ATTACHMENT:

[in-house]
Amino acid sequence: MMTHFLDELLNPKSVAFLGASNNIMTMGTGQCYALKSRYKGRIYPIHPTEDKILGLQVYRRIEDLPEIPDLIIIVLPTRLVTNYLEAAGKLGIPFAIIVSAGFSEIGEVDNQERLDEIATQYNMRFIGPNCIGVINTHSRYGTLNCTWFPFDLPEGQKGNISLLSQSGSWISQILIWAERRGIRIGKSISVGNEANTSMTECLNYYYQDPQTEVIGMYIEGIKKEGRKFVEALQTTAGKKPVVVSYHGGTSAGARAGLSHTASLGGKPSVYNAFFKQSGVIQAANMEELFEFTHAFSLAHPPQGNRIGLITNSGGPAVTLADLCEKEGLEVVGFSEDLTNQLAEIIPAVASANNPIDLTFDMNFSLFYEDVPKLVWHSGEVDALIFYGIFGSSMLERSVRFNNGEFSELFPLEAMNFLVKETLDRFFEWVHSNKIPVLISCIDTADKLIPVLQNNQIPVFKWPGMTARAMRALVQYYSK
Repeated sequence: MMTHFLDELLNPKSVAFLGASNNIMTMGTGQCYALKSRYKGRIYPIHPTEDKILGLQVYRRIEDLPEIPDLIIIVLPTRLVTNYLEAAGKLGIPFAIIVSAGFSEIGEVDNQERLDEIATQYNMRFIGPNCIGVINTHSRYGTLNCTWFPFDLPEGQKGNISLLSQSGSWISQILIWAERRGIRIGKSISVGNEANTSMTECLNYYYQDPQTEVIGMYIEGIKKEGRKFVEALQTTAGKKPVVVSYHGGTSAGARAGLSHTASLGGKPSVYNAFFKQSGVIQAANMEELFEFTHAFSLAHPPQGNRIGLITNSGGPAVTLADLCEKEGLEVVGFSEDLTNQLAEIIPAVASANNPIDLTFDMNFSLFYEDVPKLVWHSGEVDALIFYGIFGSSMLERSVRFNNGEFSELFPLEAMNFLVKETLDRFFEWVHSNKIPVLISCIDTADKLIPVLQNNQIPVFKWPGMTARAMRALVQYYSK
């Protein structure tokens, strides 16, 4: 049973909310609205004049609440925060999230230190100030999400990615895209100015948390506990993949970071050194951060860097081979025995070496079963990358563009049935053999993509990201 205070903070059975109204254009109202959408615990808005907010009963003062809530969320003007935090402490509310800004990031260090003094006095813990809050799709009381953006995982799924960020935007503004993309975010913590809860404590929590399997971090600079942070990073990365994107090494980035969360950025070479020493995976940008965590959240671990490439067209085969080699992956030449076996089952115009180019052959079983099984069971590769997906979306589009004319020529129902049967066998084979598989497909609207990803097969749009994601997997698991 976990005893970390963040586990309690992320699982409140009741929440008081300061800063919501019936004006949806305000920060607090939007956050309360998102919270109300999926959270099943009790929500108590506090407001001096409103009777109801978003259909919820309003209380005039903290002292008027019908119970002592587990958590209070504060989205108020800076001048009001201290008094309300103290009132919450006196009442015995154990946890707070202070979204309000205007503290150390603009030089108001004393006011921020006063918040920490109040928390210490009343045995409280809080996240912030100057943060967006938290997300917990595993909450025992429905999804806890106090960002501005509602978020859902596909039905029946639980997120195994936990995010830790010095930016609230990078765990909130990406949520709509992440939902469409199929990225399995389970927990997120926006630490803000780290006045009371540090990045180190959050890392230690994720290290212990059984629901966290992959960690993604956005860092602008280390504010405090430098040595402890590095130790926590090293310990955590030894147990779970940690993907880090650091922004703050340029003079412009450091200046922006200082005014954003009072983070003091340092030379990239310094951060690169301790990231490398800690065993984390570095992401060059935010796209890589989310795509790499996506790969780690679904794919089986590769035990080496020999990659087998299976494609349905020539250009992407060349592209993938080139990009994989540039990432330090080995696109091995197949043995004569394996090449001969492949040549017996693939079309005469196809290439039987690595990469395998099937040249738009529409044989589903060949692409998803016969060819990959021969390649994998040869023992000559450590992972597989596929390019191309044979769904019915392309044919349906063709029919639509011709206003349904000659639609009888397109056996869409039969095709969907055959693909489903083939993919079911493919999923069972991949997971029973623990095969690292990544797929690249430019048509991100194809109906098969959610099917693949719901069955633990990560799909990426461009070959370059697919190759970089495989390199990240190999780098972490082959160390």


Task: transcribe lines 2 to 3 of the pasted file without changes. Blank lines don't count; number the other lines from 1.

Amino acid sequence: MMTHFLDELLNPKSVAFLGASNNIMTMGTGQCYALKSRYKGRIYPIHPTEDKILGLQVYRRIEDLPEIPDLIIIVLPTRLVTNYLEAAGKLGIPFAIIVSAGFSEIGEVDNQERLDEIATQYNMRFIGPNCIGVINTHSRYGTLNCTWFPFDLPEGQKGNISLLSQSGSWISQILIWAERRGIRIGKSISVGNEANTSMTECLNYYYQDPQTEVIGMYIEGIKKEGRKFVEALQTTAGKKPVVVSYHGGTSAGARAGLSHTASLGGKPSVYNAFFKQSGVIQAANMEELFEFTHAFSLAHPPQGNRIGLITNSGGPAVTLADLCEKEGLEVVGFSEDLTNQLAEIIPAVASANNPIDLTFDMNFSLFYEDVPKLVWHSGEVDALIFYGIFGSSMLERSVRFNNGEFSELFPLEAMNFLVKETLDRFFEWVHSNKIPVLISCIDTADKLIPVLQNNQIPVFKWPGMTARAMRALVQYYSK
Repeated sequence: MMTHFLDELLNPKSVAFLGASNNIMTMGTGQCYALKSRYKGRIYPIHPTEDKILGLQVYRRIEDLPEIPDLIIIVLPTRLVTNYLEAAGKLGIPFAIIVSAGFSEIGEVDNQERLDEIATQYNMRFIGPNCIGVINTHSRYGTLNCTWFPFDLPEGQKGNISLLSQSGSWISQILIWAERRGIRIGKSISVGNEANTSMTECLNYYYQDPQTEVIGMYIEGIKKEGRKFVEALQTTAGKKPVVVSYHGGTSAGARAGLSHTASLGGKPSVYNAFFKQSGVIQAANMEELFEFTHAFSLAHPPQGNRIGLITNSGGPAVTLADLCEKEGLEVVGFSEDLTNQLAEIIPAVASANNPIDLTFDMNFSLFYEDVPKLVWHSGEVDALIFYGIFGSSMLERSVRFNNGEFSELFPLEAMNFLVKETLDRFFEWVHSNKIPVLISCIDTADKLIPVLQNNQIPVFKWPGMTARAMRALVQYYSK